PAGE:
Perceived social norms are routinely observed as positive predictors of indoor tanning. Past research has suggested that messaging interventions target normative perceptions to reduce indoor tanning behavior. Despite this call, little empirical research has investigated the utility of taking a social norms approach in behavioral interventions. The present study addresses this gap by conducting a quasi-experiment (N = 206) assessing the effect of an intervention message correcting normative misperceptions on indoor tanning intentions at different levels of tanning frequency. Results suggest that tailored normative intervention messages can successfully reduce tanning intentions among high-frequency tanners, those who scored at the 75th and 90th percentile of tanning frequency (f2 for interaction =.015). These results provide preliminary empirical evidence to support previous theorizing on the efficacy of social norms interventions among high-frequency indoor tanners.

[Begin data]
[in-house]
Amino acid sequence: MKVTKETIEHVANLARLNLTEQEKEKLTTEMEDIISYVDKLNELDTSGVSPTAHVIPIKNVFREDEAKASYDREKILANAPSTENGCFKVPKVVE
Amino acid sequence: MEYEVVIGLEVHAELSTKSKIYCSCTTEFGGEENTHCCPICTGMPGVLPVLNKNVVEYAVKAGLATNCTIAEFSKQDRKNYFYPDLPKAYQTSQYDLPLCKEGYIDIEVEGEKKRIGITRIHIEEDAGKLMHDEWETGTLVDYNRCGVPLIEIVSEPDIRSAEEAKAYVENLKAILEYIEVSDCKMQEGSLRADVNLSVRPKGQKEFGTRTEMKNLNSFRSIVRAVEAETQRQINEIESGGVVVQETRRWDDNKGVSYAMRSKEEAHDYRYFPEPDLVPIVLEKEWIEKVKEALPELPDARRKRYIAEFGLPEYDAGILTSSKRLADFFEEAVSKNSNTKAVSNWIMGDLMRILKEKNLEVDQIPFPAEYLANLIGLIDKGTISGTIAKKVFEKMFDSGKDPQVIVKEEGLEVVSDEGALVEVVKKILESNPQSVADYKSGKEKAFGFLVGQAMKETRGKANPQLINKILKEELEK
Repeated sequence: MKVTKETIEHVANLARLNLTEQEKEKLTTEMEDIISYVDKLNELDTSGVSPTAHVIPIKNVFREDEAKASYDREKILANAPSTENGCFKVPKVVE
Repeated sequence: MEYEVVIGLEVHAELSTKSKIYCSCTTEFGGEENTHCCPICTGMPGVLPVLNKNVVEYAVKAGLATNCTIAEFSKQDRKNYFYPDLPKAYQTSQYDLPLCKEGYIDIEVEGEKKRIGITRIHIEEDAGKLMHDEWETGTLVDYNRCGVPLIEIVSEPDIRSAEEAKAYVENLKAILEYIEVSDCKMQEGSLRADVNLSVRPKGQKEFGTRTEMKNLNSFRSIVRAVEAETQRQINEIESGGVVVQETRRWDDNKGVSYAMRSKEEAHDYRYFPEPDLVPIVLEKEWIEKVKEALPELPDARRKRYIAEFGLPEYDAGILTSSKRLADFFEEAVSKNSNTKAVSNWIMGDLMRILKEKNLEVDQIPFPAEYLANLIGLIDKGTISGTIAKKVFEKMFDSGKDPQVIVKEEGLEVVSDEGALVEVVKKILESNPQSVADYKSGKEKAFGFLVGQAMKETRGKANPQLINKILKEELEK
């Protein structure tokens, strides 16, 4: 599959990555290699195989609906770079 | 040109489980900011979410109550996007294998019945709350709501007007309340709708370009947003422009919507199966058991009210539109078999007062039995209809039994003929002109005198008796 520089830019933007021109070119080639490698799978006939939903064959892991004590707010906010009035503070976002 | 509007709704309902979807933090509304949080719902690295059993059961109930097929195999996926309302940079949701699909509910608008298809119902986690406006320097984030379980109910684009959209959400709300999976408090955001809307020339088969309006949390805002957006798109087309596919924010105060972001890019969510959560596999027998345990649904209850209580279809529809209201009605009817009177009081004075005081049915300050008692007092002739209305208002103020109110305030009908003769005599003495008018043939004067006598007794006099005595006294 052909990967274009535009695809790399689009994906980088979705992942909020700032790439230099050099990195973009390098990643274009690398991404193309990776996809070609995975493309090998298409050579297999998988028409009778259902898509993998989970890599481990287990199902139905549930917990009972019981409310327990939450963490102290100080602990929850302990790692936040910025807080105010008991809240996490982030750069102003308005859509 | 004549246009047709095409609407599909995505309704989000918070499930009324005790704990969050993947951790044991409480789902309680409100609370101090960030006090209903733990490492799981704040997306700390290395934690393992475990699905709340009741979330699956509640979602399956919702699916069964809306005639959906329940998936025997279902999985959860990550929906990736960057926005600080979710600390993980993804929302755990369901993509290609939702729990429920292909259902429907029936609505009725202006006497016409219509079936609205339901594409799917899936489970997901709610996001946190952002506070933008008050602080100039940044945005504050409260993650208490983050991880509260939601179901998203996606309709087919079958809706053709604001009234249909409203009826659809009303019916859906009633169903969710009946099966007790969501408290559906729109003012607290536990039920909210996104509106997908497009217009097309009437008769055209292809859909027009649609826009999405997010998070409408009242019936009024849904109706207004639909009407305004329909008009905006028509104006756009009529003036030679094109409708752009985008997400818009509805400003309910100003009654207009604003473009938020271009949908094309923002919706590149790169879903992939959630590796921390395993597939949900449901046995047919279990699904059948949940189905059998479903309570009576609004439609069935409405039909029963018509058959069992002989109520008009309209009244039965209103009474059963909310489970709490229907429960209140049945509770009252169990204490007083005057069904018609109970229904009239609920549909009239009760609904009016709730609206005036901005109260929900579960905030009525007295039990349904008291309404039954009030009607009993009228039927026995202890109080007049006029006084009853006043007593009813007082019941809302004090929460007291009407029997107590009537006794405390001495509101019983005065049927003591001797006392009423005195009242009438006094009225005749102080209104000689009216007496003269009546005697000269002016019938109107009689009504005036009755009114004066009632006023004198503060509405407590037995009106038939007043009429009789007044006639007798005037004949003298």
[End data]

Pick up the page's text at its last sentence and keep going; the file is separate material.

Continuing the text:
|Number of pages||6|
|Journal||Health Education and Behavior|
|State||Published - Oct 1 2019|
Bibliographical noteFunding Information:
The authors disclosed receipt of the following financial support for the research, authorship, and/or publication of this article: This work was supported by the National Institutes of Health, National Cancer Institute R25CA128770 (D. Teegarden) Cancer Prevention Internship Program (Nick Carcioppolo) administered by the Oncological Sciences Center and the Discovery Learning Research Center at Purdue University.
© 2019 Society for Public Health Education.
- indoor tanning
- normative misperceptions
- social norms
ASJC Scopus subject areas
- Arts and Humanities (miscellaneous)
- Public Health, Environmental and Occupational Health